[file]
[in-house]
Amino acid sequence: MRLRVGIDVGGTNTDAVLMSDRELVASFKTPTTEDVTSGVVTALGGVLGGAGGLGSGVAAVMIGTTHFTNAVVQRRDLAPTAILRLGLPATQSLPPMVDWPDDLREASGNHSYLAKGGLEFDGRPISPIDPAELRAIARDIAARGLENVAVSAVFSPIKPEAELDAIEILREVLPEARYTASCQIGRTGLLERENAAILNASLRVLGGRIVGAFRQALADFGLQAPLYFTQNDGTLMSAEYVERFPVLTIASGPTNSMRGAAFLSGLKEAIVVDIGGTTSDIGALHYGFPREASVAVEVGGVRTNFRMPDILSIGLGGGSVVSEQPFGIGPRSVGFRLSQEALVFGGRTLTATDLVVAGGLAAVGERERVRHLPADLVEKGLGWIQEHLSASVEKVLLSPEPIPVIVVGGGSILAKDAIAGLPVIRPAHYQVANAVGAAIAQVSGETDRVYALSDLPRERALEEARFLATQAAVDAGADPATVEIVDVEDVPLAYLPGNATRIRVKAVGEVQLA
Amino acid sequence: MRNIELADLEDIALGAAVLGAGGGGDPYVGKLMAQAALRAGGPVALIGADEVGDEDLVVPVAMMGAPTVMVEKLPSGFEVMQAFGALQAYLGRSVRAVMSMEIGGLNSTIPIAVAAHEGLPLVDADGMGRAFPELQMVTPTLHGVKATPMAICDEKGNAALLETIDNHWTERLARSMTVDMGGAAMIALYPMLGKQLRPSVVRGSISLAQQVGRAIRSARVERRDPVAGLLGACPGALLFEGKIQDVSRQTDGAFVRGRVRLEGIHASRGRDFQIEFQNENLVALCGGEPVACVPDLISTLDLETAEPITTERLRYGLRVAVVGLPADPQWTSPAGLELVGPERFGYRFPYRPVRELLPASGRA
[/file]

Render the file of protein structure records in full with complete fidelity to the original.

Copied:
[in-house]
Amino acid sequence: MRLRVGIDVGGTNTDAVLMSDRELVASFKTPTTEDVTSGVVTALGGVLGGAGGLGSGVAAVMIGTTHFTNAVVQRRDLAPTAILRLGLPATQSLPPMVDWPDDLREASGNHSYLAKGGLEFDGRPISPIDPAELRAIARDIAARGLENVAVSAVFSPIKPEAELDAIEILREVLPEARYTASCQIGRTGLLERENAAILNASLRVLGGRIVGAFRQALADFGLQAPLYFTQNDGTLMSAEYVERFPVLTIASGPTNSMRGAAFLSGLKEAIVVDIGGTTSDIGALHYGFPREASVAVEVGGVRTNFRMPDILSIGLGGGSVVSEQPFGIGPRSVGFRLSQEALVFGGRTLTATDLVVAGGLAAVGERERVRHLPADLVEKGLGWIQEHLSASVEKVLLSPEPIPVIVVGGGSILAKDAIAGLPVIRPAHYQVANAVGAAIAQVSGETDRVYALSDLPRERALEEARFLATQAAVDAGADPATVEIVDVEDVPLAYLPGNATRIRVKAVGEVQLA
Amino acid sequence: MRNIELADLEDIALGAAVLGAGGGGDPYVGKLMAQAALRAGGPVALIGADEVGDEDLVVPVAMMGAPTVMVEKLPSGFEVMQAFGALQAYLGRSVRAVMSMEIGGLNSTIPIAVAAHEGLPLVDADGMGRAFPELQMVTPTLHGVKATPMAICDEKGNAALLETIDNHWTERLARSMTVDMGGAAMIALYPMLGKQLRPSVVRGSISLAQQVGRAIRSARVERRDPVAGLLGACPGALLFEGKIQDVSRQTDGAFVRGRVRLEGIHASRGRDFQIEFQNENLVALCGGEPVACVPDLISTLDLETAEPITTERLRYGLRVAVVGLPADPQWTSPAGLELVGPERFGYRFPYRPVRELLPASGRA